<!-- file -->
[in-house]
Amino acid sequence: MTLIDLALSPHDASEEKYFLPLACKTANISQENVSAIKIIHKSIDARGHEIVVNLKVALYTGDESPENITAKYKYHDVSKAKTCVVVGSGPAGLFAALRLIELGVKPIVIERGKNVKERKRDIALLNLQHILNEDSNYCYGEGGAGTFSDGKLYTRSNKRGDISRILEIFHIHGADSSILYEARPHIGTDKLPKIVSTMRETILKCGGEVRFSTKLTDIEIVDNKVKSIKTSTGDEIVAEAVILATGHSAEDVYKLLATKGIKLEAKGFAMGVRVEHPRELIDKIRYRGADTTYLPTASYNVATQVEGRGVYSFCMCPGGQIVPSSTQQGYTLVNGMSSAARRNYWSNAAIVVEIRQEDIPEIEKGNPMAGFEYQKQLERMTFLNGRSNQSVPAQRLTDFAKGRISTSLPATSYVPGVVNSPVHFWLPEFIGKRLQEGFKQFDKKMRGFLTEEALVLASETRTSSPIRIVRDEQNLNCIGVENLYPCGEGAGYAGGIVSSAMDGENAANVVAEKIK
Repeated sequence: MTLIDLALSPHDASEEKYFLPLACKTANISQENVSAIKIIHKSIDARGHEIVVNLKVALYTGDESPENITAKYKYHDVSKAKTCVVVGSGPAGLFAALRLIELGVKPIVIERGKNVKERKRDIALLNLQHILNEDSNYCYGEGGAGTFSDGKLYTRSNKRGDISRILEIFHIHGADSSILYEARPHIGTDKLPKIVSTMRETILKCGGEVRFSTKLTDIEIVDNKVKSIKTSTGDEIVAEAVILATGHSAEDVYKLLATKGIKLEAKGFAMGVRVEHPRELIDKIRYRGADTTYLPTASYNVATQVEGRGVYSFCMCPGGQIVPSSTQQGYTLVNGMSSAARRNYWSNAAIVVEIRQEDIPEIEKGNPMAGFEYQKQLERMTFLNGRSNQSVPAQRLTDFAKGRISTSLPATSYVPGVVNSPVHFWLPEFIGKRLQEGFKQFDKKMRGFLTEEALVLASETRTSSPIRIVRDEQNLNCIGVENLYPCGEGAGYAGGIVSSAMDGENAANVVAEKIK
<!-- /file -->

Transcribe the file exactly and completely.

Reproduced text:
[in-house]
Amino acid sequence: MTLIDLALSPHDASEEKYFLPLACKTANISQENVSAIKIIHKSIDARGHEIVVNLKVALYTGDESPENITAKYKYHDVSKAKTCVVVGSGPAGLFAALRLIELGVKPIVIERGKNVKERKRDIALLNLQHILNEDSNYCYGEGGAGTFSDGKLYTRSNKRGDISRILEIFHIHGADSSILYEARPHIGTDKLPKIVSTMRETILKCGGEVRFSTKLTDIEIVDNKVKSIKTSTGDEIVAEAVILATGHSAEDVYKLLATKGIKLEAKGFAMGVRVEHPRELIDKIRYRGADTTYLPTASYNVATQVEGRGVYSFCMCPGGQIVPSSTQQGYTLVNGMSSAARRNYWSNAAIVVEIRQEDIPEIEKGNPMAGFEYQKQLERMTFLNGRSNQSVPAQRLTDFAKGRISTSLPATSYVPGVVNSPVHFWLPEFIGKRLQEGFKQFDKKMRGFLTEEALVLASETRTSSPIRIVRDEQNLNCIGVENLYPCGEGAGYAGGIVSSAMDGENAANVVAEKIK
Repeated sequence: MTLIDLALSPHDASEEKYFLPLACKTANISQENVSAIKIIHKSIDARGHEIVVNLKVALYTGDESPENITAKYKYHDVSKAKTCVVVGSGPAGLFAALRLIELGVKPIVIERGKNVKERKRDIALLNLQHILNEDSNYCYGEGGAGTFSDGKLYTRSNKRGDISRILEIFHIHGADSSILYEARPHIGTDKLPKIVSTMRETILKCGGEVRFSTKLTDIEIVDNKVKSIKTSTGDEIVAEAVILATGHSAEDVYKLLATKGIKLEAKGFAMGVRVEHPRELIDKIRYRGADTTYLPTASYNVATQVEGRGVYSFCMCPGGQIVPSSTQQGYTLVNGMSSAARRNYWSNAAIVVEIRQEDIPEIEKGNPMAGFEYQKQLERMTFLNGRSNQSVPAQRLTDFAKGRISTSLPATSYVPGVVNSPVHFWLPEFIGKRLQEGFKQFDKKMRGFLTEEALVLASETRTSSPIRIVRDEQNLNCIGVENLYPCGEGAGYAGGIVSSAMDGENAANVVAEKIK